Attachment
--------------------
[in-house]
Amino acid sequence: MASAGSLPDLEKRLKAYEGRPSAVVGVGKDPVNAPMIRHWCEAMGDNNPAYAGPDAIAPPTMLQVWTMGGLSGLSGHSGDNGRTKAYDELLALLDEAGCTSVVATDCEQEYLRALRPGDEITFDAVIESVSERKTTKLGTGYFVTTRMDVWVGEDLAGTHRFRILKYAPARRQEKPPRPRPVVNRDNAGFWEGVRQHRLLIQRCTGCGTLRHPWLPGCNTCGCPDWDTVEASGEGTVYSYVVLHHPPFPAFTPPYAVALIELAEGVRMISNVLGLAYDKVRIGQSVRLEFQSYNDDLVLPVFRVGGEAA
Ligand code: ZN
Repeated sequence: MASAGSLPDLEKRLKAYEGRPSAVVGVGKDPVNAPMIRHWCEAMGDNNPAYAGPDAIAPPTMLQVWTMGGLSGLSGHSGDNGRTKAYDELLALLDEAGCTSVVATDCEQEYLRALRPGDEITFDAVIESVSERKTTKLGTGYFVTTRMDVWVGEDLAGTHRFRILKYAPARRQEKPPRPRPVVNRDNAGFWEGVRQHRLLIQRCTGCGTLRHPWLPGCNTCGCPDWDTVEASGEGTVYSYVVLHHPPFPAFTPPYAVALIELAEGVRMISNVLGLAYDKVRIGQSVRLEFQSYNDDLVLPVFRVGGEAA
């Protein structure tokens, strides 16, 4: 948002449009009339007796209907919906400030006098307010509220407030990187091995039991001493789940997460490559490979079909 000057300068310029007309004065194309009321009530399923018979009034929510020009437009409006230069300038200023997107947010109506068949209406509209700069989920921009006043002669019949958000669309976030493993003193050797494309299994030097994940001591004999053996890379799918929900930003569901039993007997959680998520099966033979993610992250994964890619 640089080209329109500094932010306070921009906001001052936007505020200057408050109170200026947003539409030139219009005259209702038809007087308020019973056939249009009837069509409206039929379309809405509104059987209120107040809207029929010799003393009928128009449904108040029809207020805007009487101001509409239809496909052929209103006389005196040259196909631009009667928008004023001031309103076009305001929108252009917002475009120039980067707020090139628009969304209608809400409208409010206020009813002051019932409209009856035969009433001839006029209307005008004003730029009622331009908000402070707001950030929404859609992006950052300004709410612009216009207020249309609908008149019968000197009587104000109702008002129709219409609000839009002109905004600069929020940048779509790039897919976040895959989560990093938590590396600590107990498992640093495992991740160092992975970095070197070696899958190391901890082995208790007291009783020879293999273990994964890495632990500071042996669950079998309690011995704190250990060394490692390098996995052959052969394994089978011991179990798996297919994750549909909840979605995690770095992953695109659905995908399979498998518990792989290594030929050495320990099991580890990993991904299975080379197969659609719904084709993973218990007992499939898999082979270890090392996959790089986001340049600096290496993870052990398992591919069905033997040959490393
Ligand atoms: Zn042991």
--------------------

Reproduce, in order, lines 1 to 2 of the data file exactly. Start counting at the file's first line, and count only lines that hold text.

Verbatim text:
[in-house]
Amino acid sequence: MASAGSLPDLEKRLKAYEGRPSAVVGVGKDPVNAPMIRHWCEAMGDNNPAYAGPDAIAPPTMLQVWTMGGLSGLSGHSGDNGRTKAYDELLALLDEAGCTSVVATDCEQEYLRALRPGDEITFDAVIESVSERKTTKLGTGYFVTTRMDVWVGEDLAGTHRFRILKYAPARRQEKPPRPRPVVNRDNAGFWEGVRQHRLLIQRCTGCGTLRHPWLPGCNTCGCPDWDTVEASGEGTVYSYVVLHHPPFPAFTPPYAVALIELAEGVRMISNVLGLAYDKVRIGQSVRLEFQSYNDDLVLPVFRVGGEAA